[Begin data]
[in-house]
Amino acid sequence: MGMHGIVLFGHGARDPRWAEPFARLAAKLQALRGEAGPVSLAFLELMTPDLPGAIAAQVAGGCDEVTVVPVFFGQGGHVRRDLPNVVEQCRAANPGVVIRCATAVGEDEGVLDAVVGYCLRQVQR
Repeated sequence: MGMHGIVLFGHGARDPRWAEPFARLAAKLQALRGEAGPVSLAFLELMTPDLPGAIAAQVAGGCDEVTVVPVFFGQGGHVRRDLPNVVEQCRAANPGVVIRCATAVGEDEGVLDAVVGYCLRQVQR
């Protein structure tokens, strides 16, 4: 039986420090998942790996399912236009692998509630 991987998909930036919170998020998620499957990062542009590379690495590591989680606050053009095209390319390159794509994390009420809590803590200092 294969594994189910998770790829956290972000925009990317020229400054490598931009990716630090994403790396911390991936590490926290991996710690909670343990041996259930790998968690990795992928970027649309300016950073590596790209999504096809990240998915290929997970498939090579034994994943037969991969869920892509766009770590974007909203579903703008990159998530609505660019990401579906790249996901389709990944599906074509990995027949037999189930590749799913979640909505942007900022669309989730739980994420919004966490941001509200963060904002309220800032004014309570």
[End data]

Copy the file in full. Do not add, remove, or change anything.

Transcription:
[in-house]
Amino acid sequence: MGMHGIVLFGHGARDPRWAEPFARLAAKLQALRGEAGPVSLAFLELMTPDLPGAIAAQVAGGCDEVTVVPVFFGQGGHVRRDLPNVVEQCRAANPGVVIRCATAVGEDEGVLDAVVGYCLRQVQR
Repeated sequence: MGMHGIVLFGHGARDPRWAEPFARLAAKLQALRGEAGPVSLAFLELMTPDLPGAIAAQVAGGCDEVTVVPVFFGQGGHVRRDLPNVVEQCRAANPGVVIRCATAVGEDEGVLDAVVGYCLRQVQR
């Protein structure tokens, strides 16, 4: 039986420090998942790996399912236009692998509630 991987998909930036919170998020998620499957990062542009590379690495590591989680606050053009095209390319390159794509994390009420809590803590200092 294969594994189910998770790829956290972000925009990317020229400054490598931009990716630090994403790396911390991936590490926290991996710690909670343990041996259930790998968690990795992928970027649309300016950073590596790209999504096809990240998915290929997970498939090579034994994943037969991969869920892509766009770590974007909203579903703008990159998530609505660019990401579906790249996901389709990944599906074509990995027949037999189930590749799913979640909505942007900022669309989730739980994420919004966490941001509200963060904002309220800032004014309570």